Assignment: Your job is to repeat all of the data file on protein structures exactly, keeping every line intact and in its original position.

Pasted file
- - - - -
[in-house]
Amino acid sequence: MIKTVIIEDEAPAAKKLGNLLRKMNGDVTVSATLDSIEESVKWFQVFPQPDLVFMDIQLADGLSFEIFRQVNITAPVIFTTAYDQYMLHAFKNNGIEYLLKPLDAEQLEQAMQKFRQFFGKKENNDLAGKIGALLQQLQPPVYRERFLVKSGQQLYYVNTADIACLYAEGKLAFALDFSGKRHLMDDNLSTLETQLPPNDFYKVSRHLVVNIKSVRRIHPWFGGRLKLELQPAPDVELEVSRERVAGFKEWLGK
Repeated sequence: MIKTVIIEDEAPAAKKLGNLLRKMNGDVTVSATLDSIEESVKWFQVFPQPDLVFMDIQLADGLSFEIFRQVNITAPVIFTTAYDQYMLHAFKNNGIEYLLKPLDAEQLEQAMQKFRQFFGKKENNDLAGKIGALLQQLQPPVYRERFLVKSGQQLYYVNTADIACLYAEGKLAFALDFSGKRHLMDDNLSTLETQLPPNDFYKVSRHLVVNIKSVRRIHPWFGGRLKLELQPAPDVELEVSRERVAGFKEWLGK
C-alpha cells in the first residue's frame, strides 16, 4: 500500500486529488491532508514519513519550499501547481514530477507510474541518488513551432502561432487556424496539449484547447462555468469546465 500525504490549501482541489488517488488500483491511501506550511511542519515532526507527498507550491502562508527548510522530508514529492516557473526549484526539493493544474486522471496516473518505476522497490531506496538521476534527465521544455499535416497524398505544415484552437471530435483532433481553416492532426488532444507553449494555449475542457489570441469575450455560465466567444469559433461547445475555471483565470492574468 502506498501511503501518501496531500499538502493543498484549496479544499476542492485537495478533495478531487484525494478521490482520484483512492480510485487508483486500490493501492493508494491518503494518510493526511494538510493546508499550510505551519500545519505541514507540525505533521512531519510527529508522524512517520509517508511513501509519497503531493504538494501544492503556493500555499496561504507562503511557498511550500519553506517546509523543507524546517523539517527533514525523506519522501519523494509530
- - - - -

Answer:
[in-house]
Amino acid sequence: MIKTVIIEDEAPAAKKLGNLLRKMNGDVTVSATLDSIEESVKWFQVFPQPDLVFMDIQLADGLSFEIFRQVNITAPVIFTTAYDQYMLHAFKNNGIEYLLKPLDAEQLEQAMQKFRQFFGKKENNDLAGKIGALLQQLQPPVYRERFLVKSGQQLYYVNTADIACLYAEGKLAFALDFSGKRHLMDDNLSTLETQLPPNDFYKVSRHLVVNIKSVRRIHPWFGGRLKLELQPAPDVELEVSRERVAGFKEWLGK
Repeated sequence: MIKTVIIEDEAPAAKKLGNLLRKMNGDVTVSATLDSIEESVKWFQVFPQPDLVFMDIQLADGLSFEIFRQVNITAPVIFTTAYDQYMLHAFKNNGIEYLLKPLDAEQLEQAMQKFRQFFGKKENNDLAGKIGALLQQLQPPVYRERFLVKSGQQLYYVNTADIACLYAEGKLAFALDFSGKRHLMDDNLSTLETQLPPNDFYKVSRHLVVNIKSVRRIHPWFGGRLKLELQPAPDVELEVSRERVAGFKEWLGK
C-alpha cells in the first residue's frame, strides 16, 4: 500500500486529488491532508514519513519550499501547481514530477507510474541518488513551432502561432487556424496539449484547447462555468469546465 500525504490549501482541489488517488488500483491511501506550511511542519515532526507527498507550491502562508527548510522530508514529492516557473526549484526539493493544474486522471496516473518505476522497490531506496538521476534527465521544455499535416497524398505544415484552437471530435483532433481553416492532426488532444507553449494555449475542457489570441469575450455560465466567444469559433461547445475555471483565470492574468 502506498501511503501518501496531500499538502493543498484549496479544499476542492485537495478533495478531487484525494478521490482520484483512492480510485487508483486500490493501492493508494491518503494518510493526511494538510493546508499550510505551519500545519505541514507540525505533521512531519510527529508522524512517520509517508511513501509519497503531493504538494501544492503556493500555499496561504507562503511557498511550500519553506517546509523543507524546517523539517527533514525523506519522501519523494509530